Play Anger

I wish there were a word for anger you don’t believe in.

I mean shallow anger, anger you ‘buy into’ like it’s part of a game. Anger you know would go away if you stopped for a minute to look at the source, but you feel it anyway because it’s fun, because it makes you feel like you’re symbolically supporting some sort of ideology that agrees with that anger.

I feel this anger when horny men message me really stupid things, like “can u send me a pic of ur butthole”. I have no actual right to be angry. I put nudes of myself on the internet, I welcome sexual comments, and I am completely unsurprised by horny men sending me horny messages. Of course. I understand. Deep down I am calm.

But on a surface-pretend level I think lots of terrible insults at them and think of myself as an empowered woman whose body is sacred and powerful, so powerful not just anybody can look at her butthole, _especially_ not people who sends her grammatically offensive tweets from an avatar of a penis.

I also feel this with okcupid profiles when I see people say they’re a feminist. I am a bit skeptical of feminism but I can understand how a rational person would agree with it, and it means different things to different people, and I’m open to discussion.

But every single fucking goddamn okcupid profile aggressively mentions feminism, usually in the first few paragraphs. What do you think you’re doing?? Everyone in your white college-educated town who isn’t turned off by you already is going to also be a feminist. It isn’t brave, it’s unoriginal. All you’re doing is signalling. I want to hit your stupid conformist face.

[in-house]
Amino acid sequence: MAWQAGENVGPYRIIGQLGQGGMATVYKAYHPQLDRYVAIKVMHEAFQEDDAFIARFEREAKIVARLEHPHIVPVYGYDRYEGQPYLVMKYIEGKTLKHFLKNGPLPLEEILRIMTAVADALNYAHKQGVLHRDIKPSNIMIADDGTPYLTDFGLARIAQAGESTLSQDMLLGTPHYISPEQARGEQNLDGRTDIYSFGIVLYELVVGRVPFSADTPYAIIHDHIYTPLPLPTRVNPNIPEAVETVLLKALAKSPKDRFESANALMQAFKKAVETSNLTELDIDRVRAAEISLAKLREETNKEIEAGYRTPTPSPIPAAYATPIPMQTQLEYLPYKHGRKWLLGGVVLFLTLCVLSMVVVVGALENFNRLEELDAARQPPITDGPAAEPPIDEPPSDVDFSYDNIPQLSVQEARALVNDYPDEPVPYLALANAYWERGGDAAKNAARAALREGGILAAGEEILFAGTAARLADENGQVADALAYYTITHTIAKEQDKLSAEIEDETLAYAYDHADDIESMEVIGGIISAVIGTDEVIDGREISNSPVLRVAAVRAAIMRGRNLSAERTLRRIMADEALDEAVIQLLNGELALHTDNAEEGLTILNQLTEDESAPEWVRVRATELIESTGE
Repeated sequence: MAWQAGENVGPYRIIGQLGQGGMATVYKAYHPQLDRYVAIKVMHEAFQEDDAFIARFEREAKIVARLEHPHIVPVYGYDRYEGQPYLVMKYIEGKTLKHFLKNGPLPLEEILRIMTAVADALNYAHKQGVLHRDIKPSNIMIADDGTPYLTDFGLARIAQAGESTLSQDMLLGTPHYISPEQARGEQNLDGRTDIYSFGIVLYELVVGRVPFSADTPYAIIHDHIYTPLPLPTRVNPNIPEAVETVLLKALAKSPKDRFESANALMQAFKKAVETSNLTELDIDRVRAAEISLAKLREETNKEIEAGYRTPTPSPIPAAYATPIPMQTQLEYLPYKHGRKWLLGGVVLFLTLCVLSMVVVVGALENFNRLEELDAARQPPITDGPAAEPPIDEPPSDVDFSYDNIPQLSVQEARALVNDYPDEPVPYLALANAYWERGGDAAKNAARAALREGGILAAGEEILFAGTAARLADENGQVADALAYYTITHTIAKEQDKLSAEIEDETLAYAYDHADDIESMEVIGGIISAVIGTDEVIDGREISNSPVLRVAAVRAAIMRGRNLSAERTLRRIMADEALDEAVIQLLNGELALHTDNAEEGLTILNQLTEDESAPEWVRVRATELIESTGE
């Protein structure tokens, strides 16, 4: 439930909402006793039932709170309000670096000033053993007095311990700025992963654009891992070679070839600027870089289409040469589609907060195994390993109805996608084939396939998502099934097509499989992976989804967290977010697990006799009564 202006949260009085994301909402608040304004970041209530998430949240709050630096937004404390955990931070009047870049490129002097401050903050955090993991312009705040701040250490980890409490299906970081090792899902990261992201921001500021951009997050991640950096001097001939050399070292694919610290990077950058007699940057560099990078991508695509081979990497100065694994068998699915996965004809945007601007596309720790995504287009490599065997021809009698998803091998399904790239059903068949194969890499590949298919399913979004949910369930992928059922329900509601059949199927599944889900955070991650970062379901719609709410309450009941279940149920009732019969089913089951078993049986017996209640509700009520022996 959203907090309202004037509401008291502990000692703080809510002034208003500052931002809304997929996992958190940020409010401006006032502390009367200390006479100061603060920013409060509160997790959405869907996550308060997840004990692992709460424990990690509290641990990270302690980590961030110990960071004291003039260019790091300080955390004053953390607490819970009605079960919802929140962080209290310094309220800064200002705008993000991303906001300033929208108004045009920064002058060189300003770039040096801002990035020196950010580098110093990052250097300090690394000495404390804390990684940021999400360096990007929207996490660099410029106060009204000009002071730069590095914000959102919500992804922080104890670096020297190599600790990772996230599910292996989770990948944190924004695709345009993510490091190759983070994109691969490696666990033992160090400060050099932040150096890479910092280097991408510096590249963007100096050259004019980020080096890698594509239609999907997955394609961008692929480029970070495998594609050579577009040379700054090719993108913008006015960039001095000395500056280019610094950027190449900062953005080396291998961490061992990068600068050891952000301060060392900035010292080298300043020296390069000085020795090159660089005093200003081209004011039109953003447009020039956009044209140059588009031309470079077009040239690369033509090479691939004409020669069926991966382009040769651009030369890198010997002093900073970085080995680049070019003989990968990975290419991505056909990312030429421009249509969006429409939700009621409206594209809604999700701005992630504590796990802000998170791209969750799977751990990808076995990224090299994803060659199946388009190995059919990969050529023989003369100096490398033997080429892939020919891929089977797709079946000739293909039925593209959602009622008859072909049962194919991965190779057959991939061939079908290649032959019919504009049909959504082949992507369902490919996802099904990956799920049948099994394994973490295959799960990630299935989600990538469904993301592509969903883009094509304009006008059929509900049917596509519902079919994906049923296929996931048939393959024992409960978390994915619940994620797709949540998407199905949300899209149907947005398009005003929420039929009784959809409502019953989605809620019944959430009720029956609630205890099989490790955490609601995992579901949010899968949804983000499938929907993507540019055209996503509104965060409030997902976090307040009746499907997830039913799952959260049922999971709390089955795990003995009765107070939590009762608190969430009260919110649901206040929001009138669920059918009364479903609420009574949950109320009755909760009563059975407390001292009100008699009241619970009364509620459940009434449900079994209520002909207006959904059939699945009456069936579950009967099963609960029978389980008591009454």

When I stop and breathe, I know I don’t actually think that. Smart people mention feminism on their profiles. People I like. They have reasons for it. I understand. Deep down I am calm.

I still need a word for the surface anger, though. For now I’m going to call it playnger but if any of you come up with a more clever term I’d love to hear it.

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5 thoughts on “Play Anger

  1. The glory of English, which, as chauvinist as it sounds, I still regard as the greatest language of all time, is that it has enough words to cover a spectrum of meanings. Your neologism ‘playnger,’ while fun, is likely unnecessary. It reminds me of something I heard a few years back when someone had issued one of those lists of the most used words of the year. One of the words that year was ‘metrosexual.’ A critic who commented on it asked–rightly so, I believe–‘Don’t we already have enough words to describe men who spend too much time in front of the mirror?’ English almost always has enough words.
    I would suggest that the words ‘indignation’ and ‘frustration’ cover the emotions described in your post. Indignation–an affront to your dignity–covers men who suppose that because you choose to share intimate thoughts and images, they are free to insult you. And frustration at not being able to understand why women who are seeking companionship would announce themselves boldly as feminists. Feminism is, of course, an important element in modern and enlightened discourse, but it is hardly an enticement.

    1. While these words do describe my feelings to some extent, they don’t really convey the concept of non-depth. I feel like both frustration and indignation can both be used to refer to emotions that are ‘believed,’ and this is not what I mean.

  2. I don’t agree with using a new / clever term for this kind of reactionary behavior. Your conscious mind is not your primary mover. Regardless of how you consciously feel underneath, your subconscious is what moves you. You’re reacting with anger because you see something that angers you, even if you conscious mind is eventually able to work through those feelings underneath. This makes subconscious a misnomer, as our “conscious” thought often takes a backseat to subconscious (re)action.